Barrett can tailor the surface properties of a material. This embossed film is similar to others that have been used to create adhesives that mimic the microscopic features on the pads of gecko feet.
Porous materials are important in tissue engineering. Cells added to a porous polymer's surface can move to the interior. Nutrients can diffuse from the exterior solution to enter cells in the material. Cell waste can diffuse to the exterior.
In a petri dish, samples of the spongy material look like Chiclets floating in water.
Barrett invented new polyesters to create a material that might someday be used to make artificial organs.
Material guy: toward artificial organs
Someday, might you have a polyester pancreas? Or heart? Or kidney? It isn’t out of the question, given the work of such scientists as Devin Barrett.
More than 100,000 people in the United States need organ transplants. More than 3,000 in North Carolina are on waiting lists. The problem: There just aren’t enough human organs to go around.
Barrett, who recently completed a doctorate in chemistry at UNC, invented new polyesters to create a material that someday might be used to make artificial organs. It’s just too early to tell which ones.
“This is very different from the polyester of the ‘70s,” he cautions.
In a petri dish, samples of the spongy material look like Chiclets floating in water. This field, inventing new materials for use in the human body, is called tissue engineering.
In creating the material, Barrett sought to solve problems with similar materials already approved by the Food and Drug Administration. For instance, Barrett’s material is all-natural and biodegradable, an idea he says he got from Valerie Ashby, Bowman and Gordon Gray Distinguished Term Professor of chemistry. He took her polymer synthesis class the first year of his doctoral studies.
“She introduced that, and I was immediately fascinated by it,” he says.
Barrett’s material is also easier to make and use than some materials on the market, he says. It won’t melt when exposed to the temperature of the human body, and Barrett can manipulate it so that cells do or don’t stick to it, depending on the need.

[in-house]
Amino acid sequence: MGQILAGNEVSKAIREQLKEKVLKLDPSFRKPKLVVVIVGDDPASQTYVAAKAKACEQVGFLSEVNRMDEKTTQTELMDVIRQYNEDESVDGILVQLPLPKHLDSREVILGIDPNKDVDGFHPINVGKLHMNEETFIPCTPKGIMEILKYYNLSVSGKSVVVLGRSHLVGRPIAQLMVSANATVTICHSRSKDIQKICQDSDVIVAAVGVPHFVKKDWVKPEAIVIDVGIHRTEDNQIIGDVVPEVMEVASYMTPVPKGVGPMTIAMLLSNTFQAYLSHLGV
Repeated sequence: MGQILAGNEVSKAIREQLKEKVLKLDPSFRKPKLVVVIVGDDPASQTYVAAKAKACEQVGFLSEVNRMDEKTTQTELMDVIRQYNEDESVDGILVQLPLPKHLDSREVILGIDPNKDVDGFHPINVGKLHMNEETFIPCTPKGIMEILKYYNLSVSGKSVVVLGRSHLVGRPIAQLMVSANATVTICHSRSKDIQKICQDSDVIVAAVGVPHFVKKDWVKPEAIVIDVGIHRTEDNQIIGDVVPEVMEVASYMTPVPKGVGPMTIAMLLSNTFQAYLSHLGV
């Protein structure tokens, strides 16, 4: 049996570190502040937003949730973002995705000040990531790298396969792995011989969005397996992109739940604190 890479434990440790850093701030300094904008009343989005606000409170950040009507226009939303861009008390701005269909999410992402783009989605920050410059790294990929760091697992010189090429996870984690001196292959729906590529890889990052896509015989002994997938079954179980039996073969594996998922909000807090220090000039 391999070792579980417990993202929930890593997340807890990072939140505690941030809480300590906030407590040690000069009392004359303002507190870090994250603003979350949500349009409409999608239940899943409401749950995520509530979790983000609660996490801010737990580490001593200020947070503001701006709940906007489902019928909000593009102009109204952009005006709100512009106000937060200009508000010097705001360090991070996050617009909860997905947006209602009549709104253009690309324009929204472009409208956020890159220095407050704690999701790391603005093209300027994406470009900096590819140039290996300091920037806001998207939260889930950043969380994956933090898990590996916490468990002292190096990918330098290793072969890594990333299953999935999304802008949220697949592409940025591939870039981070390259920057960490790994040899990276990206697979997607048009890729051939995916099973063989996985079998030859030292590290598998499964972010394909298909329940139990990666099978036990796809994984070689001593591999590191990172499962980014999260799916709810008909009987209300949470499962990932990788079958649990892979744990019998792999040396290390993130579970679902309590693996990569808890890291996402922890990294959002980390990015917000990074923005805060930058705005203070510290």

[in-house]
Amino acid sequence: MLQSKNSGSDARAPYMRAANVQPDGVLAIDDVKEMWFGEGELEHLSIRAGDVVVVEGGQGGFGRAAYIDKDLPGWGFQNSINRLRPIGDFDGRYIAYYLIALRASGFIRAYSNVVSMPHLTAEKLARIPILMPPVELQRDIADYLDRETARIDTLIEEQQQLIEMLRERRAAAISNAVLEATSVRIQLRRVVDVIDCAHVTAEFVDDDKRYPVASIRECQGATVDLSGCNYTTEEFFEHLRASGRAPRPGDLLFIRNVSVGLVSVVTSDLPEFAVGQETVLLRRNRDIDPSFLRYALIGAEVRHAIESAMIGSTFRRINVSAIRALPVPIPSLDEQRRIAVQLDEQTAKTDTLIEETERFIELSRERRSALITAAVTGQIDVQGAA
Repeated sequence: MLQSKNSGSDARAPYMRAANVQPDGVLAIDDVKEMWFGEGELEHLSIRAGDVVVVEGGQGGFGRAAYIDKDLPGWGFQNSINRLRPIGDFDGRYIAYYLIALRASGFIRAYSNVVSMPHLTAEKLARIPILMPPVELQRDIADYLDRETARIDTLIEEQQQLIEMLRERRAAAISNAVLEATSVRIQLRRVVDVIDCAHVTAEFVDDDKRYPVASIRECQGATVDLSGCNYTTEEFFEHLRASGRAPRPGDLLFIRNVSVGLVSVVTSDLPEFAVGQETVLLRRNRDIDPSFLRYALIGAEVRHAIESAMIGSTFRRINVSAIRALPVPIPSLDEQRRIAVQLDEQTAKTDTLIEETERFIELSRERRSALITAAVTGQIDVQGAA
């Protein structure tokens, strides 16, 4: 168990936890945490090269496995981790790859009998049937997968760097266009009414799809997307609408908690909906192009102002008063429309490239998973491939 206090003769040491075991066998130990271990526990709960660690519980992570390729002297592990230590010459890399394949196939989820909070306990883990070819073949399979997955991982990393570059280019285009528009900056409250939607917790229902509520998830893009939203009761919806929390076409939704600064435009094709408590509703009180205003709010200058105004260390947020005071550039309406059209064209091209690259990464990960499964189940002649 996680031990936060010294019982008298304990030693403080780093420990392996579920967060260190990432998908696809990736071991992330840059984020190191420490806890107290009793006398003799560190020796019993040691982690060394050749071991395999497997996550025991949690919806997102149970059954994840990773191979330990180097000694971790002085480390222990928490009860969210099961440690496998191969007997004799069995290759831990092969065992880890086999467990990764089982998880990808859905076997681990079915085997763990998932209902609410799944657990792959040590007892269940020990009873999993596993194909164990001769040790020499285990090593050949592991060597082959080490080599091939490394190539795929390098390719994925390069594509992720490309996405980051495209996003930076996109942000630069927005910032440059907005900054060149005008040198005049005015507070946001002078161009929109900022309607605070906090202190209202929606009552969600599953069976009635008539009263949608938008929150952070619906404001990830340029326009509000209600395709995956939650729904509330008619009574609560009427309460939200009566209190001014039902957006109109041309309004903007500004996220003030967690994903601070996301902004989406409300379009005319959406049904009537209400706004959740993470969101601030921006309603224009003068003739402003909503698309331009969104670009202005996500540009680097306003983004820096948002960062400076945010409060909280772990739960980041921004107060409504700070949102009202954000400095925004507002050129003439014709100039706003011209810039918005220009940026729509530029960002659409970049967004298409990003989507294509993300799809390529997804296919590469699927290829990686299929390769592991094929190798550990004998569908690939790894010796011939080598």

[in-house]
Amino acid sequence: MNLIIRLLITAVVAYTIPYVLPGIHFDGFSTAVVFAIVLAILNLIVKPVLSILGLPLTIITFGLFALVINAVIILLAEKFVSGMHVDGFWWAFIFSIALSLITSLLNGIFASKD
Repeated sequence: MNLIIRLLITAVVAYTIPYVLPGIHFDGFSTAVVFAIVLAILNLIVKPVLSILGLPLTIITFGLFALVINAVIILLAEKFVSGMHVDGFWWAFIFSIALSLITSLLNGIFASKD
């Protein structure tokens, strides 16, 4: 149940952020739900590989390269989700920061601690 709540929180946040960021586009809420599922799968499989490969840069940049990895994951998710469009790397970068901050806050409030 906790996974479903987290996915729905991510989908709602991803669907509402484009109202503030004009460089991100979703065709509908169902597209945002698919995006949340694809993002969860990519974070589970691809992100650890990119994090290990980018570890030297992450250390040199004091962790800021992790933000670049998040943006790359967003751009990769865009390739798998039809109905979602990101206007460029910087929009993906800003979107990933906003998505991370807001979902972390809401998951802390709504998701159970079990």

The next step is to study further all aspects of the materials, with a future goal of FDA approval.
Barrett is a 2010 recipient of an Impact Award, sponsored by UNC’s Graduate Education Advancement Board. Impact Awards recognize graduate students whose research provides special benefits to the citizens of North Carolina. Barrett also had a one-year dissertation fellowship in the Royster Society of Fellows, which provides financial support, professional development and learning opportunities to outstanding doctoral students.
With his dissertation adviser, assistant professor of chemistry Muhammad Yousaf, Barrett has had his research published in several journals. Yousaf said Barrett’s work has made him stand out in his discipline: “His research can help the field of tissue engineering become a more reliable alternative for patients suffering from organ failure.” Barrett was already researching tissue engineering before his father died less than a year ago. His organs were donated to eight people. “His heart went for research, and his tissue for burn victims,” Barrett said. “That gave me a better perspective on what I’m doing – bringing it down to a personal level and giving me a new appreciation of the work.”
Barrett will complete post-doctorate training at Northwestern University in Evanston, Ill. His options after that are wide open: academia, business, government.